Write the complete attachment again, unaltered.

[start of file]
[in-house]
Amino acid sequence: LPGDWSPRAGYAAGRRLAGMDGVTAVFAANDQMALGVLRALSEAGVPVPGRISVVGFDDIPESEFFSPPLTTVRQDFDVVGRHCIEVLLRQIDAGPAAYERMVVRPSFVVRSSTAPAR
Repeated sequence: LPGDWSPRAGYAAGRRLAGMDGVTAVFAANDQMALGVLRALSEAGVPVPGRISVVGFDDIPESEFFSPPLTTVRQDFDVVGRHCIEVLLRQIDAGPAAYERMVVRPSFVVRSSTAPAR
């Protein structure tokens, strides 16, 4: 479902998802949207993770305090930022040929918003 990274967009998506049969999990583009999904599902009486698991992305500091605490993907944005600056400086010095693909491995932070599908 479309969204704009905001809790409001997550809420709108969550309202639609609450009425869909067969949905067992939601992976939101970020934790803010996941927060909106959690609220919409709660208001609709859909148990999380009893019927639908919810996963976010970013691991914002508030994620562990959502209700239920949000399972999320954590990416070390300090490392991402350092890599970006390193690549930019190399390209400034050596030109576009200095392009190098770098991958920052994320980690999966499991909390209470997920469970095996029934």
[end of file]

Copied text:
[in-house]
Amino acid sequence: LPGDWSPRAGYAAGRRLAGMDGVTAVFAANDQMALGVLRALSEAGVPVPGRISVVGFDDIPESEFFSPPLTTVRQDFDVVGRHCIEVLLRQIDAGPAAYERMVVRPSFVVRSSTAPAR
Repeated sequence: LPGDWSPRAGYAAGRRLAGMDGVTAVFAANDQMALGVLRALSEAGVPVPGRISVVGFDDIPESEFFSPPLTTVRQDFDVVGRHCIEVLLRQIDAGPAAYERMVVRPSFVVRSSTAPAR
């Protein structure tokens, strides 16, 4: 479902998802949207993770305090930022040929918003 990274967009998506049969999990583009999904599902009486698991992305500091605490993907944005600056400086010095693909491995932070599908 479309969204704009905001809790409001997550809420709108969550309202639609609450009425869909067969949905067992939601992976939101970020934790803010996941927060909106959690609220919409709660208001609709859909148990999380009893019927639908919810996963976010970013691991914002508030994620562990959502209700239920949000399972999320954590990416070390300090490392991402350092890599970006390193690549930019190399390209400034050596030109576009200095392009190098770098991958920052994320980690999966499991909390209470997920469970095996029934």